Originally published March, 2013.
This request was originally sent to the Duluth Planning Department and was forwarded to me. Kim Cooper, who now lives in Ohio, lived in Duluth as a small boy. He told the planning department he remembers that sometime between 1957 and 1959, directly behind his family’s home, he watched a large, vacant school burn and he wondered which school it was—and he had no idea where his family lived.
This mystery was easier to solve than we thought. City directories indicated that in the late 1950s a John S. Cooper lived at 5917 West 8th Street. This address was then practically next door to Longfellow Elementary School at 6015 Elinor Street. Longfellow was destroyed by fire in 1959. John Cooper was Kim’s father.
Longfellow was built in 1891 at 6015 Elinor Street on a hill in West Duluth to serve students living between 53rd Avenue West and the railyard for the West Duluth Incline Railway in Bay View Heights as well as those west of 61st Avenue West. Slated to open in the fall of 1891, Longfellow Elementary didn’t see a student until April 1892 due to a Scarlet Fever epidemic. It officially opened on October 3, 1892, and served grades K-9 until 1915, afterwhich grades 7-9 were moved to a junior high.
Its twelve classrooms served West Duluth for over sixty years. Named for American author Henry Wadsworth Longfellow and designed by Duluth architect’s Palmer and Hall, the brick school featured many architectural details, including arched windows and corners dressed with quoins, but its most distinctive feature was its tower, which held no bell nor clock.
Private sources raised the $3,000 needed to add the tower, which served as a landmark in West Duluth—and could be seen from Superior across the bay. In 1949, when structural engineers were calling for the tower to be removed (it was unstable and hampered efforts to renovate the building), the Duluth News Tribune said it was “to West Duluth what the Eiffel Tower is to Paris” and reported that West Duluth mothers would tell their children, “if you ever get lost, just walk to the tower and all will be well.” When sixth graders graduated, they were allowed a tour of the tower so they could see the amazing view of the harbor it provided.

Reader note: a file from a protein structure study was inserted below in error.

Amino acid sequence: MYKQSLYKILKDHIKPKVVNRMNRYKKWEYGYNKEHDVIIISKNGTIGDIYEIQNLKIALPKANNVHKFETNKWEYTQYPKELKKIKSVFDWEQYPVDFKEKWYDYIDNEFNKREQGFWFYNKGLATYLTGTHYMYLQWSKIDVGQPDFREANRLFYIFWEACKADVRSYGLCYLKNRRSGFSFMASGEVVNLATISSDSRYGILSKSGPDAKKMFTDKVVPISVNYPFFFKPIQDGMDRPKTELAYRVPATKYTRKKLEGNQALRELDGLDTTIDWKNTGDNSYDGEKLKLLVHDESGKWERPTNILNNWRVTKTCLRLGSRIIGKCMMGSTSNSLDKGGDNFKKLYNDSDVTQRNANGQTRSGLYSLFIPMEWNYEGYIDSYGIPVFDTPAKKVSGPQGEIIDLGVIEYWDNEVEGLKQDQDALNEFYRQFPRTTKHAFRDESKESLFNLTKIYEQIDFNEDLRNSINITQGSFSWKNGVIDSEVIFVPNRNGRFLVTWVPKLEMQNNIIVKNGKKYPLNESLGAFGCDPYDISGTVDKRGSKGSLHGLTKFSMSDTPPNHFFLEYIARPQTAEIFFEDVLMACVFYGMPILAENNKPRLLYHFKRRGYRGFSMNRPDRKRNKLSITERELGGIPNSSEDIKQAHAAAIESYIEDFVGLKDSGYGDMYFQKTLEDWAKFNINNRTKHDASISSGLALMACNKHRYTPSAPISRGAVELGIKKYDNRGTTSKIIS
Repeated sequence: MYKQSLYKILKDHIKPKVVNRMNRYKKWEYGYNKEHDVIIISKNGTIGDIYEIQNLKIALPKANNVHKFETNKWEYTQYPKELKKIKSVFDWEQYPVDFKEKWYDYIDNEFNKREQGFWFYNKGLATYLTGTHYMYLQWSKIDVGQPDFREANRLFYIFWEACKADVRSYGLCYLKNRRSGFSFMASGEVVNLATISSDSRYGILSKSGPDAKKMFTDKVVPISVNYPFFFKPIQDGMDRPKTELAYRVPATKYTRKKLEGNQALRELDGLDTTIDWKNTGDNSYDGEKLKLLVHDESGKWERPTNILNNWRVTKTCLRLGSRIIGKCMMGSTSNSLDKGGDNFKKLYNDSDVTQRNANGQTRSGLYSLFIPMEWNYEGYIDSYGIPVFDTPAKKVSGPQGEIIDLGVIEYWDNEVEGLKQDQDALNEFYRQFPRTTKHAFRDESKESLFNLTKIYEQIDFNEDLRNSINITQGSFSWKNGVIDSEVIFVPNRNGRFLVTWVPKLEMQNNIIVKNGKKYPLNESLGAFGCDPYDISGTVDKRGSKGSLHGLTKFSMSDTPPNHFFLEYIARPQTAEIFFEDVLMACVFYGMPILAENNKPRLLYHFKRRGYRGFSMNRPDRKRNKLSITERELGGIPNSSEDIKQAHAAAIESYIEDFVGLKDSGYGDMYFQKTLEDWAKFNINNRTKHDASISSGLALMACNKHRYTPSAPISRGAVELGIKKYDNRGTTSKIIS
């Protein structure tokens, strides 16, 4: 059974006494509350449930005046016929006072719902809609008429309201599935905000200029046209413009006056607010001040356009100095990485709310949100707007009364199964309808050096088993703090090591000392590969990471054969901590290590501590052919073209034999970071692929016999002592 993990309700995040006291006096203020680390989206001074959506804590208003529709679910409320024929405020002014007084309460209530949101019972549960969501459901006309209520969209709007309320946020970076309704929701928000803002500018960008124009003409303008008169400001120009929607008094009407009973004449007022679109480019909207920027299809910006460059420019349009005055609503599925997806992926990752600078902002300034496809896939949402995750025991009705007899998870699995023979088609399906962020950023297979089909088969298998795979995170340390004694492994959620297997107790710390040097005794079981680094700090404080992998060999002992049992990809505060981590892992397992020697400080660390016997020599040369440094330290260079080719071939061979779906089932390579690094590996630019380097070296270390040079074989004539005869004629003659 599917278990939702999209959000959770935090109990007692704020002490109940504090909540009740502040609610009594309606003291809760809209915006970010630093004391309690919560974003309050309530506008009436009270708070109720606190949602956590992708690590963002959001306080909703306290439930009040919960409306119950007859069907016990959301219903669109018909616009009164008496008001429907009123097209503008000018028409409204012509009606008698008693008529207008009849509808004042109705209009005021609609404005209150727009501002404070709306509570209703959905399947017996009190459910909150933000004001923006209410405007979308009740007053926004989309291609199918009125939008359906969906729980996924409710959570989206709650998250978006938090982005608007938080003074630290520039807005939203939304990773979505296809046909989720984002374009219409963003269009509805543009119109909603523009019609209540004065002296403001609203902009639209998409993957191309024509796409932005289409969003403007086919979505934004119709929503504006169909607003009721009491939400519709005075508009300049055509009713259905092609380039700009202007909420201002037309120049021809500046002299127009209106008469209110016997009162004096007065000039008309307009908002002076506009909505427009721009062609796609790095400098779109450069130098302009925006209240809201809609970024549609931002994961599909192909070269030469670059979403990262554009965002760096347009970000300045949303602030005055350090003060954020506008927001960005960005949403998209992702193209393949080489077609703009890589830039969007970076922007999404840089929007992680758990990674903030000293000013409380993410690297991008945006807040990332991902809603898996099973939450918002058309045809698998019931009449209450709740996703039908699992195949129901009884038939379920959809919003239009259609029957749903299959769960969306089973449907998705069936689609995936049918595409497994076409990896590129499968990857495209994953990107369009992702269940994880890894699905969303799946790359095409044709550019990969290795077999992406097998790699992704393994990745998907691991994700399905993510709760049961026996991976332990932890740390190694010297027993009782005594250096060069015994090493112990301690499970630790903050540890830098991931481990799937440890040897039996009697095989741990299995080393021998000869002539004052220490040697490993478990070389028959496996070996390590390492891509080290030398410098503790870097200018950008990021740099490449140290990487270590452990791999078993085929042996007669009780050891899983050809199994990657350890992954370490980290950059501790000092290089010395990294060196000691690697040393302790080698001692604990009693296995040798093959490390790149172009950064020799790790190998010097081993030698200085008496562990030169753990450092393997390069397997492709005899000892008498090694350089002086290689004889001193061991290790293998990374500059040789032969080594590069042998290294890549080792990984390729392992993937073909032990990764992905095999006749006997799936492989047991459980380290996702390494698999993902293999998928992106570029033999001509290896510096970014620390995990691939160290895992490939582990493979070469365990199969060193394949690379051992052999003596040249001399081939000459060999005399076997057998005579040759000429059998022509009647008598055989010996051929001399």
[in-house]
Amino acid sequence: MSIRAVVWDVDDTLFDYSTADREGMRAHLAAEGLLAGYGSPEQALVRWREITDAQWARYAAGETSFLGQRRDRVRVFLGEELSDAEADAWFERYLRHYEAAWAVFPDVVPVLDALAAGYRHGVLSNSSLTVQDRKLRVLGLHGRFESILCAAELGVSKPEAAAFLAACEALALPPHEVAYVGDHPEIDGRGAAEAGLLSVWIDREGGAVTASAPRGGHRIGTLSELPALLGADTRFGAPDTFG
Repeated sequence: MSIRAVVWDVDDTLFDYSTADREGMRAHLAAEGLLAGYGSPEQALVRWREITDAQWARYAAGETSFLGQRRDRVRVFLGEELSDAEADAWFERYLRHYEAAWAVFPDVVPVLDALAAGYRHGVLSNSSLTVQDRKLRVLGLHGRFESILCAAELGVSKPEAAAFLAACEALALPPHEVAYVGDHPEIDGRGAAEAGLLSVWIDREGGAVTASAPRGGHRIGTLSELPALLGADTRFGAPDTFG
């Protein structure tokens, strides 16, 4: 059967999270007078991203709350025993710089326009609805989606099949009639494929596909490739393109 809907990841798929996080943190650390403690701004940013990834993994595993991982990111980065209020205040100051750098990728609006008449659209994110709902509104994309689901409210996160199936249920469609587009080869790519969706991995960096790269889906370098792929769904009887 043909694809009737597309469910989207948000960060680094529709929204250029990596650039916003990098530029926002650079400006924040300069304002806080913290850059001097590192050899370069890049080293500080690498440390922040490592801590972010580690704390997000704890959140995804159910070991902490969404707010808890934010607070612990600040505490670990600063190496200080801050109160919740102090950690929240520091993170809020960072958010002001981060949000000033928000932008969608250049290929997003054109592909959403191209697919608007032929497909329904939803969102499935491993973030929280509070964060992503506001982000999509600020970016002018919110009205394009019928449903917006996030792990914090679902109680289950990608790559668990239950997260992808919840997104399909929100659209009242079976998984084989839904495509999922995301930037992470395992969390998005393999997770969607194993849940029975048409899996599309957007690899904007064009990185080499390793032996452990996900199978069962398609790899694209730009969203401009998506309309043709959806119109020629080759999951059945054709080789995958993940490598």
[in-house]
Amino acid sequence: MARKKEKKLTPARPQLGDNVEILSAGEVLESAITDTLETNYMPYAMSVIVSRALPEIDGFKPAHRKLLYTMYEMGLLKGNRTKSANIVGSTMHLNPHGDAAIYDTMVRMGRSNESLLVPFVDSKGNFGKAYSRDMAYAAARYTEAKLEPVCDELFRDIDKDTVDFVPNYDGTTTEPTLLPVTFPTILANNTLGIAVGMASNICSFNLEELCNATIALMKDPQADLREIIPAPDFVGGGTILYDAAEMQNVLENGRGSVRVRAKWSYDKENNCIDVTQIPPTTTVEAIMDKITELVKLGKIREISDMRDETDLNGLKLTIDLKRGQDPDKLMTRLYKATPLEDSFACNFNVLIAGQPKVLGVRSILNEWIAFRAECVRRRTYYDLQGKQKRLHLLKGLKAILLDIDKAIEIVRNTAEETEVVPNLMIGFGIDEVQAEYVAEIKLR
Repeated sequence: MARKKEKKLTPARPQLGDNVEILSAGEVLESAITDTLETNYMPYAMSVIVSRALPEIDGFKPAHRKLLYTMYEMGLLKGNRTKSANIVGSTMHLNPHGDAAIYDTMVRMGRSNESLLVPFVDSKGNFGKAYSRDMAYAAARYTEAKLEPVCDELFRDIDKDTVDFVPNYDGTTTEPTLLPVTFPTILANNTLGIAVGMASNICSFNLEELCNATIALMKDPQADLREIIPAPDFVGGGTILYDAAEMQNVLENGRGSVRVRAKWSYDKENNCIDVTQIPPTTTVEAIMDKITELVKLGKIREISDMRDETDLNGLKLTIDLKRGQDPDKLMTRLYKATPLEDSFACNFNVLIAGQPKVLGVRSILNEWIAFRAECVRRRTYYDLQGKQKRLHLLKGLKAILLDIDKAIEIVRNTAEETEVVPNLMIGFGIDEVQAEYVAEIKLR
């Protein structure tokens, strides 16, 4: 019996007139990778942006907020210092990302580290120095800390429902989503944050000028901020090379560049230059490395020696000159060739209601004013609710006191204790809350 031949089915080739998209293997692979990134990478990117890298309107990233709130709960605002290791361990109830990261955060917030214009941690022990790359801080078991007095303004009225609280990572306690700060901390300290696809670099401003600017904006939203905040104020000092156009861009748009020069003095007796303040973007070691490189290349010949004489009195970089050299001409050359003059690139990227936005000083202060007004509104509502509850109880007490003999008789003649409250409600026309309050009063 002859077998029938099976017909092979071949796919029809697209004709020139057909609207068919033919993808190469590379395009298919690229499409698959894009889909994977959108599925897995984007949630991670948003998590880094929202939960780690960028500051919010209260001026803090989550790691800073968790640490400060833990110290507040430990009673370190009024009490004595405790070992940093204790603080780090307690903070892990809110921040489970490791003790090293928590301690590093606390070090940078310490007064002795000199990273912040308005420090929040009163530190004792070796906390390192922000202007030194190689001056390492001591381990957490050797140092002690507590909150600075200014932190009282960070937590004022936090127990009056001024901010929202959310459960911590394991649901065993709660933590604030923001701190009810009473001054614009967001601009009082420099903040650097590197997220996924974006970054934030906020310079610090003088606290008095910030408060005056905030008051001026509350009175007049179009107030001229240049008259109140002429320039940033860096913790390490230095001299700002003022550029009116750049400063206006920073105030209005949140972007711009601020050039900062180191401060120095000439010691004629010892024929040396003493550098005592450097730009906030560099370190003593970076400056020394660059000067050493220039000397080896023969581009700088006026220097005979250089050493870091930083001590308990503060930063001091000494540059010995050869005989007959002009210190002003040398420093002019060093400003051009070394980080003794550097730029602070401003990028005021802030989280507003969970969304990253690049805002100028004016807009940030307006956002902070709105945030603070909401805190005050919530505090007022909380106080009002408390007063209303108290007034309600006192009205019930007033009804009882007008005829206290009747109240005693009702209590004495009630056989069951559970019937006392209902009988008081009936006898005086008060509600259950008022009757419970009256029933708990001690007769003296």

The elementary school closed in 1956; it stood empty and was vandalized repeatedly. On April 22, 1959, Longfellow was destroyed by a fire which was determined to have been arson. Cooper told me he was “pretty sure” who started the fire, because there were “older kids who used to play with matches in it.” The fire damage forced the building’s demolition.
The school’s most celebrated teacher, Laura MacArthur, arrived in 1896 to teach Latin, algebra, and civics to ninth graders. She later became the principal of Irving Elementary. Ely Elementary was destroyed in 1956, the same year Longfellow closed. Both schools were replaced by Laura MacArthur Elementary in 1957, and West Junior High became the west wing of Laura MacArthur in 1983. Both schools were demolished in 2011 to make room for a new Laura MacArthur Elementary as part of the Duluth School District’s Long Range Facilities Plan.
Cooper also wondered where he had gone to kindergarten and thought it was a Catholic school about two blocks from his home. St. James Catholic Church and School still stand just two blocks away at 715 57th Avenue West. The house the Cooper family lived in is still on West Eighth Street in West Duluth, and the lot on which Longfellow School stood is still vacant; only the steps remain as reminder of the school Kim Cooper watched burn.